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Tuesday, January 25, 2022

UF's game against Kentucky may not be the showdown of the season, and 50 years down the road it won't be making anyone's top-10 list.

But for those closest to the Gators football team, it is definitely going to be one of the most memorable.

As the Gators storm Commonwealth Stadium wearing stickers on their helmets in honor of Michael Guilford, I will undoubtedly think of a different lost friend.

When I was a freshman in high school, one of my basketball teammates died suddenly of complications from meningitis.

She had been sick for a couple of weeks with what doctors thought was mononucleosis. She attended school but was advised to hold off on basketball until she recovered.

One day in early December, she collapsed in her bedroom. Nine days later, at age 16, Ashley died in the hospital.

I can't speak for anyone on the UF football team, but I do know what it's like to tragically lose a teammate.

It's not something that fades from memory. I was 15 when Ashley died, and it was the first real experience I ever had with death. I wouldn't be surprised if that's the case for some of these players as well.

Death is always difficult to cope with - even more so when it happens prematurely to someone so young.

I can still remember being called out of my first period typing class and walking to the principal's office, where Ashley's parents and her boyfriend had gathered the basketball team to share the news.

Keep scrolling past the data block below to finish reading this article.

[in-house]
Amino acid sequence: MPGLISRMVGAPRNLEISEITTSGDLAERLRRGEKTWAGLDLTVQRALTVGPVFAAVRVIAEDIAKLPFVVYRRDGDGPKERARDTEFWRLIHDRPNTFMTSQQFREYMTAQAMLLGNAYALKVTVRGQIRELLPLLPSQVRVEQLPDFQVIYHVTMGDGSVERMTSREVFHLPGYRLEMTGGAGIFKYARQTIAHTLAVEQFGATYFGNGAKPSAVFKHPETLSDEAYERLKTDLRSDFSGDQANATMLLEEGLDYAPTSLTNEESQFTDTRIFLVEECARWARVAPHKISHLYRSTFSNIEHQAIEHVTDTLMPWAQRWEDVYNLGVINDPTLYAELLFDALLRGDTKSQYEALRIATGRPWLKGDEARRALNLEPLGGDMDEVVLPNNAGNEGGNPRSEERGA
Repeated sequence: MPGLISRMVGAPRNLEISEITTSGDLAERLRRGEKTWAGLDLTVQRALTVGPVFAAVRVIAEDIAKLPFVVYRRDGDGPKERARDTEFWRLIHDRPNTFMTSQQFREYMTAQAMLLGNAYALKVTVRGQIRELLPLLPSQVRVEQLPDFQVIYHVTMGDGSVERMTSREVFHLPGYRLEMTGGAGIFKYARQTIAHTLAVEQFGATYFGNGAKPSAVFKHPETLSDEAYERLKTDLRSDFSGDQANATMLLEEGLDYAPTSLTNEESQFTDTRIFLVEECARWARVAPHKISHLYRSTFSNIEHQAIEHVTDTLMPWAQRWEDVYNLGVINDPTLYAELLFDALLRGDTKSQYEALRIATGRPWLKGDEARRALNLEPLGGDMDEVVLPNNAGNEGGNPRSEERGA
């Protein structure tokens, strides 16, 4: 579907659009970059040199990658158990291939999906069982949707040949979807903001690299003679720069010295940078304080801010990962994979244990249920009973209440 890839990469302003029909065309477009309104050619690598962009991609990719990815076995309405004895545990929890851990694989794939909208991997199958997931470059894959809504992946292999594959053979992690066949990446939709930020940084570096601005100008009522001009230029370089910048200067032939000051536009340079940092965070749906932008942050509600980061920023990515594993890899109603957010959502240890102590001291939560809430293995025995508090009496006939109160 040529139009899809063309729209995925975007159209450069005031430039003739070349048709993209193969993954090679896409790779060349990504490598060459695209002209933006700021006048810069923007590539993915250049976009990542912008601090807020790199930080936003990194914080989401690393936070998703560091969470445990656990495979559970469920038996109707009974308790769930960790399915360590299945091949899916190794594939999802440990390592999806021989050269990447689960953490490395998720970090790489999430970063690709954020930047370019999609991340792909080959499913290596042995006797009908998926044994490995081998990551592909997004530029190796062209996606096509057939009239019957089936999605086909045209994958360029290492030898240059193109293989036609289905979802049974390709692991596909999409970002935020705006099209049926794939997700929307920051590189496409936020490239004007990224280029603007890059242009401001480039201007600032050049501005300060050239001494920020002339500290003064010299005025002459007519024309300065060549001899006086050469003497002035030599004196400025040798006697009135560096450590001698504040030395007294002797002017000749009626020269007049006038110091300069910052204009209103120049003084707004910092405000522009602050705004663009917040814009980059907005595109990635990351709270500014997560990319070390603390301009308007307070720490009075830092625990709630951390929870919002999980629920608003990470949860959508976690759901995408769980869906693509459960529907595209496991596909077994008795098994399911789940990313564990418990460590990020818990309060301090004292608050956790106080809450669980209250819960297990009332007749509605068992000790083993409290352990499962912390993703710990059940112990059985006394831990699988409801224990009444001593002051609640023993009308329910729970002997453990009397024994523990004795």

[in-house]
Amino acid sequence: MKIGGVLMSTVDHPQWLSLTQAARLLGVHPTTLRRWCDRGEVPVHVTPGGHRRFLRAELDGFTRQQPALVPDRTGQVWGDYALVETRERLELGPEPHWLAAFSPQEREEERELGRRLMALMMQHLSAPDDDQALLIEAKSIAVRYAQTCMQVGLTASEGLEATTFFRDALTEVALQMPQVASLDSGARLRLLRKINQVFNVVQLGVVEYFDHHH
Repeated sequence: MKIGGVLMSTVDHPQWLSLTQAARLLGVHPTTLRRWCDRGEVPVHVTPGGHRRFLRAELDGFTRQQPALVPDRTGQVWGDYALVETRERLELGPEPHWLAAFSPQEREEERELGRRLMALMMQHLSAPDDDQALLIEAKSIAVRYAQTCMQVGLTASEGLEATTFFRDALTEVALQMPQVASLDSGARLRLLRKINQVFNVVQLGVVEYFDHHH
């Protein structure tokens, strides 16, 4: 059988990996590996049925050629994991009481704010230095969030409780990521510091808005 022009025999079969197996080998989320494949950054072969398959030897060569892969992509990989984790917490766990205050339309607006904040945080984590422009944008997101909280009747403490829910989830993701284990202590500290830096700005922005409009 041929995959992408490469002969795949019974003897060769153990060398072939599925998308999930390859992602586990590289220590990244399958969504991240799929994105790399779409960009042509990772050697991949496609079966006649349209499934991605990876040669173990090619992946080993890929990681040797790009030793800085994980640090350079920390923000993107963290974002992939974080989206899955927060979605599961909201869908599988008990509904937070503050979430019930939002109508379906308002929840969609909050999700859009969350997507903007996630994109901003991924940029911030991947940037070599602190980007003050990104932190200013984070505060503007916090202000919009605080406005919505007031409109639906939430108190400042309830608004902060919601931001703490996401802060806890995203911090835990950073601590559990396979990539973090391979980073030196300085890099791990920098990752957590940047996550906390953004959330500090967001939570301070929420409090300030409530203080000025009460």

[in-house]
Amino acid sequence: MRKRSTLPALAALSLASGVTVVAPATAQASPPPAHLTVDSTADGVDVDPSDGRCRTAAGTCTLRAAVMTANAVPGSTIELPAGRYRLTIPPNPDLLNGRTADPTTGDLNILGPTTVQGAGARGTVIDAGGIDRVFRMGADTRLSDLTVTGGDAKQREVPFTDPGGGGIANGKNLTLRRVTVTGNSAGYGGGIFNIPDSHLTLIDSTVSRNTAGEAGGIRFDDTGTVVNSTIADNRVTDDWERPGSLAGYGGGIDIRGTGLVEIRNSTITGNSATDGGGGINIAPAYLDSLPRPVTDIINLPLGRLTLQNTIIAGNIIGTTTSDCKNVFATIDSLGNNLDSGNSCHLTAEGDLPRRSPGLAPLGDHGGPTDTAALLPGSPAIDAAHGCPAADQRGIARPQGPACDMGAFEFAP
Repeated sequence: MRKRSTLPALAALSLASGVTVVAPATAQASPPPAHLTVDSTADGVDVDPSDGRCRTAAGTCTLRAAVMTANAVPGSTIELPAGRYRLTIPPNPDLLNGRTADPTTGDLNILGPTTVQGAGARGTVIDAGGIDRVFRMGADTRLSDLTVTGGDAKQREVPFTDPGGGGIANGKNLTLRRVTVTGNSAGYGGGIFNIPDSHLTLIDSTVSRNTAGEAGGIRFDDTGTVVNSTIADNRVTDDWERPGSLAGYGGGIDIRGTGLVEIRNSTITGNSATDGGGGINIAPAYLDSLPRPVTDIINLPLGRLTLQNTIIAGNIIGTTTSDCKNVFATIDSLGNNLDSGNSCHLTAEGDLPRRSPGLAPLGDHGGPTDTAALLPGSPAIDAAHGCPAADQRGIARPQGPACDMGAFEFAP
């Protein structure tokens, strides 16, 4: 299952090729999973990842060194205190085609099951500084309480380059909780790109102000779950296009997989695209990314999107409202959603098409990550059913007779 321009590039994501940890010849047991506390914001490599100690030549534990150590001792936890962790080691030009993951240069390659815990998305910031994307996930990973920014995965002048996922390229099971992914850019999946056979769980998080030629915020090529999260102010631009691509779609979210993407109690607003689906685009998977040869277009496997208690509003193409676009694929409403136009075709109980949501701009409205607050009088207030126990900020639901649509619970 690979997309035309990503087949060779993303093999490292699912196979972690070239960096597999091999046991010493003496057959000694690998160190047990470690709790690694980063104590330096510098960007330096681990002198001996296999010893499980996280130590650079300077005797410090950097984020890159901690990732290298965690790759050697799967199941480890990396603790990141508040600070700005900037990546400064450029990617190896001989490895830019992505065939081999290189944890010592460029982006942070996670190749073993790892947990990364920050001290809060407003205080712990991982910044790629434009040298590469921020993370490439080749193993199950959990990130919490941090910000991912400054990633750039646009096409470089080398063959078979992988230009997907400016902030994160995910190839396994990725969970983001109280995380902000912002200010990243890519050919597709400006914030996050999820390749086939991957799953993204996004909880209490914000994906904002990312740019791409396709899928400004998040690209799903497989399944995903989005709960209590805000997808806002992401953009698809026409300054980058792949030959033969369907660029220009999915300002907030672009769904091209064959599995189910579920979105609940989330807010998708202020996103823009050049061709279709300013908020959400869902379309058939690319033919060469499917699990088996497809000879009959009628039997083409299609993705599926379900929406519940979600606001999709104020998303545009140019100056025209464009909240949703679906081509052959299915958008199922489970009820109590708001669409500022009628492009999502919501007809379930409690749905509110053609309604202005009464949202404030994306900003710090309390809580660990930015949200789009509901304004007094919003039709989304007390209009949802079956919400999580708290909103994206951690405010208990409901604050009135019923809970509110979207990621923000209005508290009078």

I remember sitting there as her parents explained in detail what Ashley went through in the moments leading up to her death. I remember looking around at the rest of my red, teary-eyed teammates. I remember the hugs her parents gave each of us.

I know the Gators held a memorial service Monday night, and some players attended Guilford's funeral Tuesday. Those events will stay with them years from now, when days at the practice field are long gone and the championships have faded.

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I remember going to Ashley's wake and standing in the line wrapped around the building so I could pay my respects. It was difficult to grasp. Ashley was a fighter and so full of life, and there she was before me, lying peacefully in her No. 33 basketball uniform.

I remember watching my basketball coach and several others carry her casket to the church's altar at her funeral. I remember listening to the poems her closest friends had written for her as part of her eulogy.

As the Gators prepare for their road trip this weekend, a game may seem trivial. But it's important to understand that life must go on, and the ones to help you along the way are your teammates.

The first game without Ashley was a little empty, like something was missing, but we never forgot her. We wore pink ribbons in our hair - her favorite color - and wrote "33" in permanent marker on our white sneakers.

Our team won the conference and district championships that year, but what I remember most about the season is Ashley.

To the Gators: I know some of you are hurting, but it's important to share stories of your friend's life, because that's what keeps his spirit alive.

It's important to embrace the Guilford family and tell your stories to them. Some of you may hold tales that his parents will cherish forever.

As for me, I still have those old, freshman Reebok sneakers in my bedroom closet at home with "33" permanently etched on them. Miss you, Ash.

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